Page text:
Britt nodded. "Yeah, I promised him that I would." He rose slowly to his feet.

"Do you think you should leave the mask and hat? People will ask."

"Good," Britt choked out, fighting the grief that threatened to overwhelm him. "They should ask. Let everybody wonder."

The doctor worriedly tightened his hold on Britt's arm. "Are you going to be okay? I can get you something . . . "

Britt placed a reassuring hand over the doctor's. He shook his head. "No. I'll be fine. I have to make some calls," he said heading out of the room.

"Britt, if you want me to . . . " Dr. Grant began.

Britt pulled himself erect, his eyes shining with restrained tears, "No, it's my duty." He glanced over at Mike's body, then forced a smile. "I promised Mike that we were going to throw the biggest wake this city has ever seen." His voice broke, then strengthened. "That's the least I can do. He was the finest newspaperman I had ever known."

"I know," Dr. Grant said. "I know."

IV

"What are you two doing now?" Britt asked as he closed the barn's door behind him. It was several days after Mike's funeral. It had been a grand one, with pipers and a long line of newspapermen and cops who had known the old reporter following Mike's hearse to the cemetery. Britt had never realized before how many people's lives Mike had touched. He knew Mike would have been glad to hear his funeral had rivaled those of important statesmen. Britt smiled to himself. The wake too, had been grand. There were still people getting over the hangovers from it. It was going to be talked about for years afterwards.

That's good, Britt thought, Now on to other business.

"Well?" he said, trying not to laugh at the way John and Lee quickly spun around, unsuccessfully hiding the guilty looks on their faces. Lee was trying to move some papers of Britt's sight while trying to maintain a look of studied innocence. He wasn't succeeding. John trying to cover for Lee stammered out, "Nothing, Dad, we were, uh, doing some maintenance on the Black Beauty."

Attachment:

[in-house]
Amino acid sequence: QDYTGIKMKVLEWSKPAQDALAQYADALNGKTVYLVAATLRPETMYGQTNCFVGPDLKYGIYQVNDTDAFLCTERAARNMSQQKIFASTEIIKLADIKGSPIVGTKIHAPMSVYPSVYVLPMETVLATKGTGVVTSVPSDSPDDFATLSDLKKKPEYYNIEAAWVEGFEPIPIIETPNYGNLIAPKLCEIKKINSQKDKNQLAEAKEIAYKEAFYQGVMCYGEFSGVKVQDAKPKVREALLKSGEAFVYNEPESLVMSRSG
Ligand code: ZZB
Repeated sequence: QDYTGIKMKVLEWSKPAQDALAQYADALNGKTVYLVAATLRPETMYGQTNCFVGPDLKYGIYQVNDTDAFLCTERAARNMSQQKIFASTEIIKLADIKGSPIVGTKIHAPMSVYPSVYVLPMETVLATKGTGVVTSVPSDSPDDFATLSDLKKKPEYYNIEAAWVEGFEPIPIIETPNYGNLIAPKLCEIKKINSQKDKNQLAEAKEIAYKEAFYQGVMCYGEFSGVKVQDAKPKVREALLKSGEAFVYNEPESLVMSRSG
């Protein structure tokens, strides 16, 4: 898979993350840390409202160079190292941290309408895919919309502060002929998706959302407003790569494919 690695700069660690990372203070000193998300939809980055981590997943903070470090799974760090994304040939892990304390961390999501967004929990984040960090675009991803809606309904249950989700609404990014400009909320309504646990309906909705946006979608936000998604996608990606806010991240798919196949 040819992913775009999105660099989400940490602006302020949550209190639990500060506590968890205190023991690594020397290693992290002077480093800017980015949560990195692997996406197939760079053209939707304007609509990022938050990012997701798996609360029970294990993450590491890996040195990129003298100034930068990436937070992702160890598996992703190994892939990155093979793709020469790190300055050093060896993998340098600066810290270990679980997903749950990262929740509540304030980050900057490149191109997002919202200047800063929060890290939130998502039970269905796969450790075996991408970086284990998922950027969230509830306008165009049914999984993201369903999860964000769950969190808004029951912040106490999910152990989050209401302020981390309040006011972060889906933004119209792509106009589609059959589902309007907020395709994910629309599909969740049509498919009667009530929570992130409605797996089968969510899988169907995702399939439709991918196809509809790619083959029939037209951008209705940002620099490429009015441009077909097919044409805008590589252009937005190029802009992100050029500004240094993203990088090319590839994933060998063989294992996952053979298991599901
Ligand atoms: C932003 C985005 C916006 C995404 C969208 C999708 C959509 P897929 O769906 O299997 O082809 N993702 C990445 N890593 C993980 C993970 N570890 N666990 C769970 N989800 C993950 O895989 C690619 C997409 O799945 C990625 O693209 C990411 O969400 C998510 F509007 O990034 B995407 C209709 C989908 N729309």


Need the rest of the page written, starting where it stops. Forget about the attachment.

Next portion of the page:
"I can see that," Britt said archly. The Black Beauty was sitting in the middle of the barn's wide expanse with its rocket doors, gas gun and stinger gun ports open. A few of its rockets and the scanner were sitting on the work bench next to Lee. "Checking out the weapons systems?" he asked.

"Yeah," John agreed, too hastily.

Britt walked over to the workbench. Noticing how slowly his father was moving John asked, "How are you feeling?"

"Fine," Britt answered, moving his cane to his other hand while he reached for the papers that Lee had not successfully hidden. "Still moving slower than I like," he admitted, "But what's a bunch of bruises compared to being dead? At least this way I know I'm still alive. C'mon," he said to Lee, "Let's see what you have there."

"Uh, it's nothing, Mr. Reid," Lee said, vainly trying to keep the papers out of Britt's sight.

"If it was nothing, you wouldn't be trying to hide it," Britt answered with the rise of one eyebrow.

"We were working on some ideas for a replacement . . . " John said sheepishly as Lee handed his father the papers.

"For the Black Beauty . . . "

"Yeah," John admitted reluctantly. "She's a great car and all, but . . . "

"She's behind the times," Britt finished for him.

John nodded. "Yeah," he said in a very quiet voice.

Britt pulled the papers out onto the workbench to look at them better. "Impressive," he finally said after several moments of careful study. "It's got a lot of stuff Kato and I never dreamed of being able to fit into a car. Hell," he nodded in wonderment, "There's stuff we never even dreamed would exist." He rolled up the blueprints and regarded Lee and John thoughtfully. "Good job," he said, "the perfect car for the new Green Hornet."

"Now, Dad, I didn't mean . . . "

"That a new Green Hornet was needed?" Britt said as he walked over to the Black Beauty. He ran a hand over her sleek sides, then patted a hand thoughtfully on the vinyl-covered roof. "She's seen a lot of action. We both have." he sighed. "But it's time for us to rest from our labors and let a new generation take over."

"You mean . . . "